The Dangers of Owning Multiple TLDs Posted on November 8th, 2016
Today, I heard about Slack’s help desk domain, get.slack.help. I’m not going to lie, it’s an awesome domain. It’s easy to remember, it’s cool. It’s all you want in a start up domain. But it comes at the cost of end user security.
Phishing attacks are a targeted attacks to gain sensitive information. Imagine a potential victim is a member of “Bank of Acme Trust and Savings” and often visit their website, BankOfAcmeTS.com. A hacker will send the victim an official looking email informing the bank member that there is some issue with their account which requires them to sign in to fix. The email will contain a nice big comforting “Login” button. The unsuspecting victim, will click the login button and enter their name and password and see their banks homepage. The victim will even know they gave their password to Bank0fAcemTS.com. Notice the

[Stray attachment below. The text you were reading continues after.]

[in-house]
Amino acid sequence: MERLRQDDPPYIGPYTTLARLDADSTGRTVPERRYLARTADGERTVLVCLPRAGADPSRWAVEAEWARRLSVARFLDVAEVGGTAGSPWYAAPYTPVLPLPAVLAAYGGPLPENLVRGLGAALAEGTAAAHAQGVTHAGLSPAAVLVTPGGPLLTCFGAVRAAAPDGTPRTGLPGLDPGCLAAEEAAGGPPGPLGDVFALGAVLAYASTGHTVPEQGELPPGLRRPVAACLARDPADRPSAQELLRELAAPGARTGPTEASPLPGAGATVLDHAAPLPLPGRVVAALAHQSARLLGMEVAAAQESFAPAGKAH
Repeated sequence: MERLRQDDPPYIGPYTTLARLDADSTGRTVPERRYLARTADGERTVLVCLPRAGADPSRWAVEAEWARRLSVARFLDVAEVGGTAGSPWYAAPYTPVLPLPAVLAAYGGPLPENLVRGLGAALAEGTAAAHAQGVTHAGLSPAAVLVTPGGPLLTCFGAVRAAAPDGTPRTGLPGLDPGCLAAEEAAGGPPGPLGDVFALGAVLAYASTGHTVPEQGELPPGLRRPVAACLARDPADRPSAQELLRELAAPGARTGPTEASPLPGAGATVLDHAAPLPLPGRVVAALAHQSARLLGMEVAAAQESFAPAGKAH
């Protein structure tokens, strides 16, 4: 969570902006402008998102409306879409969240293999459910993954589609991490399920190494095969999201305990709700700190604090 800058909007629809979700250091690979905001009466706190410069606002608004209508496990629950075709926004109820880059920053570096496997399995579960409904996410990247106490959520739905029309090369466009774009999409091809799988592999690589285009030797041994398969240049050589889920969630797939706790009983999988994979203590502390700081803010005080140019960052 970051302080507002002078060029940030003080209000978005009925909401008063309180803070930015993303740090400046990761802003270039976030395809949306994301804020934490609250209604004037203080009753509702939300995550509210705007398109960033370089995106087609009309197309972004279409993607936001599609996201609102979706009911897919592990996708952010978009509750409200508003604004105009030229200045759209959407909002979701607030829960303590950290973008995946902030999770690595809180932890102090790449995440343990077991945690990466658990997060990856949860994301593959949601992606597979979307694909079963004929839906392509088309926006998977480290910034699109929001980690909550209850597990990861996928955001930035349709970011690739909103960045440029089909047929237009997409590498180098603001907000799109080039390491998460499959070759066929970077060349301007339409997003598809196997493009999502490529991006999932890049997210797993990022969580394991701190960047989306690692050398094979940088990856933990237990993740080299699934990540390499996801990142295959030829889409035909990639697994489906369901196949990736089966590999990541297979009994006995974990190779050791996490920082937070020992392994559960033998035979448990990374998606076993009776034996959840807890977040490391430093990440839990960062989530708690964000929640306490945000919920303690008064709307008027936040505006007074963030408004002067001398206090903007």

O in of is now a
0. An aware user might realize, they're logged still logged out and suspect something. But most will probably think it some computer error.
The best way to prevent these kind of attacks is for potential victims to be aware. Verify the domain before you enter your password on any website. Historically, this has been simple, most companies have one TLD that a user uses. Users of amazon.com most likely don't use amazon.fr and vice versa. However, when companies adopt multiple TLDs for the same end user, they expose those users to a greater risks of phishing attacks. Off the top of my head, slack has 3 domains on 2 tlds.
Hackers now have another attack vector, rather than just attacking the domain name, they can use TLDs. Next time you open an email from some service saying, stay up to date on our server status by checking
company-status.info, think twice before you login.